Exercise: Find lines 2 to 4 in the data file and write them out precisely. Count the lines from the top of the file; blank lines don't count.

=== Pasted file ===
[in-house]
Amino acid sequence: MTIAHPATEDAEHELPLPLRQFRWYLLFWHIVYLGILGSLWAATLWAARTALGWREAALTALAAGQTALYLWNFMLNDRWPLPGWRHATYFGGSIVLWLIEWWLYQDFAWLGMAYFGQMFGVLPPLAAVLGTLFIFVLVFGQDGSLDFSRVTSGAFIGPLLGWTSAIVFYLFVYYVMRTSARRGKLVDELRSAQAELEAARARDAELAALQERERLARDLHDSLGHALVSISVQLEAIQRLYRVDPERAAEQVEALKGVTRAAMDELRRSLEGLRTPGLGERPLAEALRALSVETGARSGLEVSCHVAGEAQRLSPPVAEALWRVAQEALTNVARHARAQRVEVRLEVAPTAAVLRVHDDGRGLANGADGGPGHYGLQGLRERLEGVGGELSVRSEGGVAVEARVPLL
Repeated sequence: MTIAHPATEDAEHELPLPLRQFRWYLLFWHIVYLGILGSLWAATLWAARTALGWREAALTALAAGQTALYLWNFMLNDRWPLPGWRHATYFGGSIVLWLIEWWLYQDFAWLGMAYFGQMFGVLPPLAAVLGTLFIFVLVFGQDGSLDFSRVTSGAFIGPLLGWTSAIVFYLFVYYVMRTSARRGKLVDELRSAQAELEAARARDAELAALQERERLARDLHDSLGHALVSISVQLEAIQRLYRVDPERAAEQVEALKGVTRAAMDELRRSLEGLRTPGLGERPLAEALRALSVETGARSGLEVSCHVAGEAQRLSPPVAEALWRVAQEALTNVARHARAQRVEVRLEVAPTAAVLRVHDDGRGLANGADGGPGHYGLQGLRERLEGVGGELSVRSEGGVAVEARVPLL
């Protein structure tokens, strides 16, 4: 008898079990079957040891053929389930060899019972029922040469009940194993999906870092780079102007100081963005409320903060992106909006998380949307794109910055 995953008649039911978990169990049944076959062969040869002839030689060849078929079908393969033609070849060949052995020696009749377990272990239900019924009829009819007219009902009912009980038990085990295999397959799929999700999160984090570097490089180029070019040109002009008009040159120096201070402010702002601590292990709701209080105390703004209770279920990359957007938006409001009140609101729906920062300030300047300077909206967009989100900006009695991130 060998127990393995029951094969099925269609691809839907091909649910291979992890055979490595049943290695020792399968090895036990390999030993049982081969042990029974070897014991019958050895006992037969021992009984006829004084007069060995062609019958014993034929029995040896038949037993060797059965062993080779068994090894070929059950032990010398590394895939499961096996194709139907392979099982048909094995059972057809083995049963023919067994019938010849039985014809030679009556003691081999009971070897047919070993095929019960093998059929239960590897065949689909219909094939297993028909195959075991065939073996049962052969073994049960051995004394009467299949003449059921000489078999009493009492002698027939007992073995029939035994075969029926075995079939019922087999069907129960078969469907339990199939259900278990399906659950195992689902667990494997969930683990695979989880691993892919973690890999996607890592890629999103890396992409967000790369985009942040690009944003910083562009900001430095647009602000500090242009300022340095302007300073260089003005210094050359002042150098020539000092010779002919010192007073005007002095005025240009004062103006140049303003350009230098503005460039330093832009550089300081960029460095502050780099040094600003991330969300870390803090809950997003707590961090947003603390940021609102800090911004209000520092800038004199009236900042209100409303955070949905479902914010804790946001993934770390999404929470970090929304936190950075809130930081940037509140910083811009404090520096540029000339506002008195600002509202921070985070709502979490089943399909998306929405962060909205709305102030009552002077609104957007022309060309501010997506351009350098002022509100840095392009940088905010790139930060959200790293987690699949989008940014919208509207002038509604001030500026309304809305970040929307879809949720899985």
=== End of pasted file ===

Amino acid sequence: MTIAHPATEDAEHELPLPLRQFRWYLLFWHIVYLGILGSLWAATLWAARTALGWREAALTALAAGQTALYLWNFMLNDRWPLPGWRHATYFGGSIVLWLIEWWLYQDFAWLGMAYFGQMFGVLPPLAAVLGTLFIFVLVFGQDGSLDFSRVTSGAFIGPLLGWTSAIVFYLFVYYVMRTSARRGKLVDELRSAQAELEAARARDAELAALQERERLARDLHDSLGHALVSISVQLEAIQRLYRVDPERAAEQVEALKGVTRAAMDELRRSLEGLRTPGLGERPLAEALRALSVETGARSGLEVSCHVAGEAQRLSPPVAEALWRVAQEALTNVARHARAQRVEVRLEVAPTAAVLRVHDDGRGLANGADGGPGHYGLQGLRERLEGVGGELSVRSEGGVAVEARVPLL
Repeated sequence: MTIAHPATEDAEHELPLPLRQFRWYLLFWHIVYLGILGSLWAATLWAARTALGWREAALTALAAGQTALYLWNFMLNDRWPLPGWRHATYFGGSIVLWLIEWWLYQDFAWLGMAYFGQMFGVLPPLAAVLGTLFIFVLVFGQDGSLDFSRVTSGAFIGPLLGWTSAIVFYLFVYYVMRTSARRGKLVDELRSAQAELEAARARDAELAALQERERLARDLHDSLGHALVSISVQLEAIQRLYRVDPERAAEQVEALKGVTRAAMDELRRSLEGLRTPGLGERPLAEALRALSVETGARSGLEVSCHVAGEAQRLSPPVAEALWRVAQEALTNVARHARAQRVEVRLEVAPTAAVLRVHDDGRGLANGADGGPGHYGLQGLRERLEGVGGELSVRSEGGVAVEARVPLL
């Protein structure tokens, strides 16, 4: 008898079990079957040891053929389930060899019972029922040469009940194993999906870092780079102007100081963005409320903060992106909006998380949307794109910055 995953008649039911978990169990049944076959062969040869002839030689060849078929079908393969033609070849060949052995020696009749377990272990239900019924009829009819007219009902009912009980038990085990295999397959799929999700999160984090570097490089180029070019040109002009008009040159120096201070402010702002601590292990709701209080105390703004209770279920990359957007938006409001009140609101729906920062300030300047300077909206967009989100900006009695991130 060998127990393995029951094969099925269609691809839907091909649910291979992890055979490595049943290695020792399968090895036990390999030993049982081969042990029974070897014991019958050895006992037969021992009984006829004084007069060995062609019958014993034929029995040896038949037993060797059965062993080779068994090894070929059950032990010398590394895939499961096996194709139907392979099982048909094995059972057809083995049963023919067994019938010849039985014809030679009556003691081999009971070897047919070993095929019960093998059929239960590897065949689909219909094939297993028909195959075991065939073996049962052969073994049960051995004394009467299949003449059921000489078999009493009492002698027939007992073995029939035994075969029926075995079939019922087999069907129960078969469907339990199939259900278990399906659950195992689902667990494997969930683990695979989880691993892919973690890999996607890592890629999103890396992409967000790369985009942040690009944003910083562009900001430095647009602000500090242009300022340095302007300073260089003005210094050359002042150098020539000092010779002919010192007073005007002095005025240009004062103006140049303003350009230098503005460039330093832009550089300081960029460095502050780099040094600003991330969300870390803090809950997003707590961090947003603390940021609102800090911004209000520092800038004199009236900042209100409303955070949905479902914010804790946001993934770390999404929470970090929304936190950075809130930081940037509140910083811009404090520096540029000339506002008195600002509202921070985070709502979490089943399909998306929405962060909205709305102030009552002077609104957007022309060309501010997506351009350098002022509100840095392009940088905010790139930060959200790293987690699949989008940014919208509207002038509604001030500026309304809305970040929307879809949720899985």